The Baby Boom Echo?

By Linda Thom
Volume 8, Number 1 (Fall 1997)
Issue theme: "Carrying capacity and caring capacity: are they at odds?"

Secretary of Education Richard Riley is at it again. For the second year in a row, he declared in August, 1997, that burgeoning school enrollments around the country are caused by baby boomers' children. The nightly TV network news picked up the press release and ran with it. Even in immigration-epicenter California, news-casters mindlessly told their listeners, "It's baby boomers who have delayed having children and are now giving birth before their biological clocks run out."

Why are parents with children in school not saying anything? They have the most to lose because of large class size and deteriorating schools. Perhaps they say nothing because in California, 51 percent of 1996-97 enrollment was comprised of Hispanic and Asian Pacific Islander children (CA Dept. of Education, California Basic Educational Data System [CBEDS]). The most overcrowded class-rooms are full of immigrant children. Why would they complain about too many immigrants?

Linda Thom is a former budget analyst in the office of the Santa Barbara (CA) County administrator. She is a frequent contributor to The Social Contract. Los Angeles Unified School District has had the largest enrollment growth in the country according to the Department of Education. To help cope with the growth, Los Angeles voters approved a school bond last April in excess of $2 billion. In Los Angeles County as a whole, only one third of the 1,549,833 students enrolled in October 1996 were white or black children (CBEDS). Secretary Riley should have come to Los Angeles to hold his press conference and to maintain a straight face while he told the press that white and black baby boomers were responsible for all those Hispanic and Asian children.

It is really quite simple to understand and, make no mistake, Secretary of Education Richard Riley understands the numbers perfectly. In Projections of Education Statistics to 2007, the National Center for Education Statistics, part of the Department of Education, projects that school enrollment in the United States will increase from 46,353,000 to 48,262,000 between 1997 and 2007. That is an increase of 1,909,000 students. Chart 1 shows that together, California and Texas will account for 1,334,000 added students or 70 percent of the enrollment change.

As California, alone, will comprise almost half the enrollment increase, the racial and ethnic composition of growth in the last 11 years suggests that virtually all of the new growth will be Asian and Hispanic children. See Chart 2 which shows that between October 1985 and October 1996, Hispanic and Asian children made up 92 percent of the added students in California. For the entire state of California, white students increased by 3,765 in eleven years.

This seems pretty conclusive but to wrap a bow around the package, birth data demonstrate that all of the increase in enrollment is, in fact, because of immigration and births to immigrants. National school enrollment peaked last in 1971. If one examines birth data for the longer term, 1970 to 1995, then one must come to the conclusion that baby boomers have nothing to do with crowded classrooms.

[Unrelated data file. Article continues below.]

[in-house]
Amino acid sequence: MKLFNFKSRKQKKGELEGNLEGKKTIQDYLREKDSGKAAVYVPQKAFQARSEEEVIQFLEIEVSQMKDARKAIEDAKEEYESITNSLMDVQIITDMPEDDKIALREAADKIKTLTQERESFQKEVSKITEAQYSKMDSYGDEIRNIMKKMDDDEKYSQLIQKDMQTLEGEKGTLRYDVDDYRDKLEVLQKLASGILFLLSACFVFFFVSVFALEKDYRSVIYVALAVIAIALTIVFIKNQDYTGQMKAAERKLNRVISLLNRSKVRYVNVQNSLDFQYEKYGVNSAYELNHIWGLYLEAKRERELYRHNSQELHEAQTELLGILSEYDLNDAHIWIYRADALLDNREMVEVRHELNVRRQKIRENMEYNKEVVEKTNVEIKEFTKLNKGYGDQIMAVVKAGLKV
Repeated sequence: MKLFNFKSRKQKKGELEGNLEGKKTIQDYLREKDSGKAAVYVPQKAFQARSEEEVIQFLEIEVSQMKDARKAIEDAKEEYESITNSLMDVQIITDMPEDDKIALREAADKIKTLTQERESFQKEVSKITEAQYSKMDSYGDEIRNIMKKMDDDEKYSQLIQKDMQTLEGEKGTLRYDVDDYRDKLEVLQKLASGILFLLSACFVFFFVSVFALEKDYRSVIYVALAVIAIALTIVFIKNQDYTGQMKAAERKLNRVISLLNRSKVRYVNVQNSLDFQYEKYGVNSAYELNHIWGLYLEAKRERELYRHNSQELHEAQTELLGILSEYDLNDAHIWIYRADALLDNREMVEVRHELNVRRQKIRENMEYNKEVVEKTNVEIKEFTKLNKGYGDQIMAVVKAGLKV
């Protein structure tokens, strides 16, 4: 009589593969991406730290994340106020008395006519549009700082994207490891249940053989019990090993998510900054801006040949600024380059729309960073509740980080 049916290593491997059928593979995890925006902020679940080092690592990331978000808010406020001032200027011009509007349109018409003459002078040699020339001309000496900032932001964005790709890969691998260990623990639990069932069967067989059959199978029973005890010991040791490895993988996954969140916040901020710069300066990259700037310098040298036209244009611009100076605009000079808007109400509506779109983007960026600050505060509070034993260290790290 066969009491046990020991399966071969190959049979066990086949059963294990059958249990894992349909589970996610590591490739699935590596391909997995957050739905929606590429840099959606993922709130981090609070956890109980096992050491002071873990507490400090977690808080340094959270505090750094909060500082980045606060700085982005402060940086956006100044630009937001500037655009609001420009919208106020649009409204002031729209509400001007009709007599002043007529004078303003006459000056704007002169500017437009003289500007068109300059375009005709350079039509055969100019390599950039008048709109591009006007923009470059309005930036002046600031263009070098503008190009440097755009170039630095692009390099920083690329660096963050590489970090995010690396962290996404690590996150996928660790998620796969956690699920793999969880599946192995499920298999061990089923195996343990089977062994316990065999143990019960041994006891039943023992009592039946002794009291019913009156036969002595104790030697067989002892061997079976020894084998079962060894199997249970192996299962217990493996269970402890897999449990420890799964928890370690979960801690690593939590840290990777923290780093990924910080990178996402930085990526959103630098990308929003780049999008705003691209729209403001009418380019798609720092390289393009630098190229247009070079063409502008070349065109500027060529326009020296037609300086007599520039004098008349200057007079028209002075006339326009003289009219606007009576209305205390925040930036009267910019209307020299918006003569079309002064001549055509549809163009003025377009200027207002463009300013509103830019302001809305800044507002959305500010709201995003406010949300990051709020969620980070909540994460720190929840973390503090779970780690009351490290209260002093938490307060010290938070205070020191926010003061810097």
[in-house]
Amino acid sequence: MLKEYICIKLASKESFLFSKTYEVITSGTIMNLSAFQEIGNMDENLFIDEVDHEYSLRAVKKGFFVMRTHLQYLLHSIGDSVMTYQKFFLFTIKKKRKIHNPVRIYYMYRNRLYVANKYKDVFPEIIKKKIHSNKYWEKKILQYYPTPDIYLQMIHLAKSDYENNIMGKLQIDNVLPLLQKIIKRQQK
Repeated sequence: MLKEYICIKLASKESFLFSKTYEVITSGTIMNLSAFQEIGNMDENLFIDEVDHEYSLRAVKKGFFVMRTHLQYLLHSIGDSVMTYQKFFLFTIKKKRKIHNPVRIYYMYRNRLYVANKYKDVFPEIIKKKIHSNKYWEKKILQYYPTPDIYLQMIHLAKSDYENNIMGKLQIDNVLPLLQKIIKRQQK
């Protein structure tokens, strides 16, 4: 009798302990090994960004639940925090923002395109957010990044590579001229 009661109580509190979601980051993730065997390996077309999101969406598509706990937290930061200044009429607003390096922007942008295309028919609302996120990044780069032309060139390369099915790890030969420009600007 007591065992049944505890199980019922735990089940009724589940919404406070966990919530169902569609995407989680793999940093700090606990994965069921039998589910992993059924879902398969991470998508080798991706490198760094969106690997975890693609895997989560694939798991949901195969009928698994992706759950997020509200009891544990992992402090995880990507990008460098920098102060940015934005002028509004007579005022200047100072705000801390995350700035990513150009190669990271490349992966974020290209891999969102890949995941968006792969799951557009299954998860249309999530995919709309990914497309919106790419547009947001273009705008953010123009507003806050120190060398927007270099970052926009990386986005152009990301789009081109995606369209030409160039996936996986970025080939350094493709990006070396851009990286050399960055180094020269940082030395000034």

Chart 3 shows annual births in California between 1970 and 1995 by the mother's place of birth. Annual births increased from 362,652 to 551,226 in this period. From 1970 to 1995, annual births to native-born women declined by 16,164 and births to immigrant women increased by 204,738 (California Department of Health Services). Interestingly, births in the whole country rose from 3,731,000 in 1970 to 3,900,000 in 1995 for an annual increase of only 169,000 as compared to an annual increase of 188,574 in California (U.S. Department of Commerce). That is because in most other states, births declined.

Baby boomers were not having children; however, immigrants were. In 1995, nationally, immigrants accounted for 84 percent of births to Asian/Pacific Islander women and accounted for 62 percent of births to Hispanic women. Among non-Hispanic white women, 5 percent were foreign born and among non-Hispanic blacks 9 percent were foreign born (U.S. Department of Health and Human Services).

All of this data is available and known to Secretary of Education Riley. Why, one wonders, does he continue to tell the American people that the overpopulation of our schools results from baby boomers' children? More curiously, why is there silence among so many about what is so obvious? TSC


California Department of Education, California Basic Educational Data System (CBEDS), Enrollment in California Public Schools, by County, and by Ethnic Group, unpublished, (1985 to 1996) Sacramento, California.

California Department of Health, Vital Statistics, unpublished, Sacramento, California.

U.S. Dept. of Commerce, Bureau of the Census (1997). Statistical Abstract of the United States, 1996-97, Table 92. Washington, D.C.

U.S. Dept. of Education (1997), Projections of Education Statistics to 2007, Table 45. (Also available on the Internet at

U.S. Department of Health and Human Services, National Center for Health Statistics, Report of Final Natality Statistics, 1995, Hyattsville, Maryland, 1997.